From cupcakes to cookies, sundaes to sausages
ALTAMONT — Food-loving fair-goers will discover new treats in Altamont this year, from contests featuring all things chocolate, to a locally-famous food truck serving nothing but breakfast.
The Altamont Fair will welcome Gwenie’s Breakfast Wagon, a relatively new Schenectady-based food truck, as one of its vendors this year. The truck will serve breakfast all day, every day at the fair; the menu covers the basics, like pancakes, French toast, and egg sandwiches, but also includes specialty items, like eggs, ham, and cheese served as a sandwich on French toast.
Gwenie’s gained some recognition this summer after being chosen to compete in a food-truck cook-off on the daytime talk show Kelly & Michael on WRGB. The breakfast truck made it into the top 10 as a semi-finalist in the competition. A winner has not yet been chosen.
A new candy vendor, Kelly’s Country Store, from Grand Island, will bring old-fashioned candy — licorice, root beer barrels, peach stones, and snaps — and gourmet milk and dark chocolates to the fairgrounds.
Not new, but improved, said fair manager Marie McMillen, is the fair’s giant ice cream sundae. On Wednesday, at 2 p.m. in front of the Farmhouse Museum, volunteers will create an ice cream sundae, in a children’s plastic swimming pool, large enough to feed more than 600 people. Last year, said McMillen, the sundae served about 400 people, and she wanted to go bigger this year.
Stewart’s Shops is sponsoring the sundae-building, and McMillen said it would probably use more than 10 cases of ice cream. The fair also received donations of different kinds of Hershey’s toppings.
After the sundae is finished, the volunteers will dish it up, free of charge, to serve to visitors.
The Blue Ribbon Cooking Center, under the direction of Monica Bush, will hold the usual contests, particularly the canned-goods competition, titled “Bring Out Your Best,” with awards from Ball and Kerr Home Canning. There are both adult and youth levels, for canned foods in categories such as vegetables, fruits, condiments, jams, and jellies. Canned foods are judged on characteristics like color, clarity of liquid, size and shape of the food, and use of space.
The baked-goods competition, with entries ranging from pastries to bread, will be another old stand-by.
Special competitions this year include a cupcake challenge, in which participants bring three cupcakes decorated with their interpretation of an “All-American” theme. The cupcake competition will be a “people’s choice” contest, said Bush; fair attendees passing through the Blue Ribbon Cooking Center can cast votes for their favorite cupcake, and the votes will be tallied at the end of the day. Participants must arrive at the fair gate, with the cupcakes, by 6 p.m. on Thursday.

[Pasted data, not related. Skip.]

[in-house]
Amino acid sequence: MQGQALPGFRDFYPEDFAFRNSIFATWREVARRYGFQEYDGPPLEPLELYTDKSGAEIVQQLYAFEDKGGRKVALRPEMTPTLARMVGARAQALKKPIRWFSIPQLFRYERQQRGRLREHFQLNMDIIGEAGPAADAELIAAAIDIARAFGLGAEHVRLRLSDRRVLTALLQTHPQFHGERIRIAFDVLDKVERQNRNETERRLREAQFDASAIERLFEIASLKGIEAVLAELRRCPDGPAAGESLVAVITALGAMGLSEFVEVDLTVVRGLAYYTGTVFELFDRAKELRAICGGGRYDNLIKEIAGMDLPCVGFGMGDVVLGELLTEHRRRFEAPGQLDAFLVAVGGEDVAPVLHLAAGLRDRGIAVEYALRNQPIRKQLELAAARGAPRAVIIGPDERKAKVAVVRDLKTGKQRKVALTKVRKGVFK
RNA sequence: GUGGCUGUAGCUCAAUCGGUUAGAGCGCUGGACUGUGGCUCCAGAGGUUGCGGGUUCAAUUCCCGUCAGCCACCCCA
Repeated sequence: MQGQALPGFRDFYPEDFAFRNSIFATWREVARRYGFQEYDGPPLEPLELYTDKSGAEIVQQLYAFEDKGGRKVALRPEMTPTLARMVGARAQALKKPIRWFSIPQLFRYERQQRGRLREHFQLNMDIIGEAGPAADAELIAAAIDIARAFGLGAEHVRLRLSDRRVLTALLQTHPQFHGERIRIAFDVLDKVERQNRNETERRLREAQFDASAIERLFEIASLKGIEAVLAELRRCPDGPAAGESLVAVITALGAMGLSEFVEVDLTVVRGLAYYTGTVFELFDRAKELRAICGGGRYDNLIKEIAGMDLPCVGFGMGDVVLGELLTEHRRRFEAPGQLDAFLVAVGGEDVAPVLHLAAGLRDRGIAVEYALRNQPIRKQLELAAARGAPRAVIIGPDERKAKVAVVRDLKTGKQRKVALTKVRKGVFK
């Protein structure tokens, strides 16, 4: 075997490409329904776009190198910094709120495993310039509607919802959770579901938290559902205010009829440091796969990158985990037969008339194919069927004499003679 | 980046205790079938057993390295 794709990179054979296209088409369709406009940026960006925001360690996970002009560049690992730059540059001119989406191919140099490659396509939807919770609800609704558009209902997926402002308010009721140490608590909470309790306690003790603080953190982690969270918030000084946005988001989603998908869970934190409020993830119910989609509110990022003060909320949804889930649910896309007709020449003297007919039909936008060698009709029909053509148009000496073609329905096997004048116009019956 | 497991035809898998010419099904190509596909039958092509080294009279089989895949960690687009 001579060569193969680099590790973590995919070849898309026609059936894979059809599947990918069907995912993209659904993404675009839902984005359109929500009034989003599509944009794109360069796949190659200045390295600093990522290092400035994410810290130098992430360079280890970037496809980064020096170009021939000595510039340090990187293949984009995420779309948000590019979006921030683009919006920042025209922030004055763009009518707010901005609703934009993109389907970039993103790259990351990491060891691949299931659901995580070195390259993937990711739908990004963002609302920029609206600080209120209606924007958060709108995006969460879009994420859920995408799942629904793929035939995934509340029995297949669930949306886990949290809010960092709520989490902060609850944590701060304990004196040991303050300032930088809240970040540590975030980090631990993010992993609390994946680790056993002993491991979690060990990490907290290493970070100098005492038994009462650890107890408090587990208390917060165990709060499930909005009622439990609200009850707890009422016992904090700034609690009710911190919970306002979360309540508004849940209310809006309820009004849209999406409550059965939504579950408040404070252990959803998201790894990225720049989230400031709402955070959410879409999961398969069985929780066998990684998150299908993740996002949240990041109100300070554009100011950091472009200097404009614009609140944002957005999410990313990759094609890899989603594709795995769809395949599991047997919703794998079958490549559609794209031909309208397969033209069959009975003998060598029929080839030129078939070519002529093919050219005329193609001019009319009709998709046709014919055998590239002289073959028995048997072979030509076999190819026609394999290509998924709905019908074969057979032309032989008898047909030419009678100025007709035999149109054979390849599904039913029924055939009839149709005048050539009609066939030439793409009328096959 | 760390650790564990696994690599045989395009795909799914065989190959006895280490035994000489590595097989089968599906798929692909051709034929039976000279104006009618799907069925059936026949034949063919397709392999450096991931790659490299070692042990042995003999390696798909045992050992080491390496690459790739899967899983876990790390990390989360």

Altamont Orchards and Indian Ladder Farms are co-sponsoring a cake contest, asking participants to bake a cake with a fruit. The fruit can be canned, dried, or fresh, and multiple fruits may be used. The cakes will be judged on flavor, texture, appearance, and creativity, and awards will be gift certificates from the sponsors.
Another new competition is called “Anything Chocolate” and pretty much “anything goes,” said Bush, as long as it is homemade and contains chocolate. It could be cookies, cake, pie, candy, or even something savory, like chili with cocoa powder, said Bush. The chocolate foods will be judged on taste and presentation, and the winners will be awarded Hershey products. Participants must arrive at the fair gate, with the chocolate treats, by 6 p.m. on Friday.
Not new, but always popular, is the King Arthur Flour Baking Contest, featuring chocolate-chip cookies. The cookies —each contestant must provide at least six — are to be baked from scratch, and participants have to bring either the open bag of King Arthur brand flour, or the UPC label from the bag. Cookies will be judged on taste, creativity, and texture. Winners will be awarded with either a gift certificate, or a cookbook. The entry deadline for cookies is Saturday, at 6:45 p.m.
A food challenge that doesn’t involve cooking is the egg-flipping competition. Any fair attendee can enter, free of charge, to flip as many eggs as possible, using only a frying pan, without breaking the yolk. Serious flippers can bring their own frying pans. Winners will be awarded with a gift certificate to the Home Front Café or the Chuck Wagon Diner.
Other activities taking place in the Blue Ribbon Cooking Center are a “Juicing for Health Demonstration,” by Jim Haas, on Tuesday evening; a wine tasting on Wednesday night; cookie-decorating on Friday afternoon; cupcake decorating on Saturday afternoon, with the Altamont Fair princesses; and a canning demonstration, by Sandra Varno, from the Cornell Cooperative Extension, on Sunday.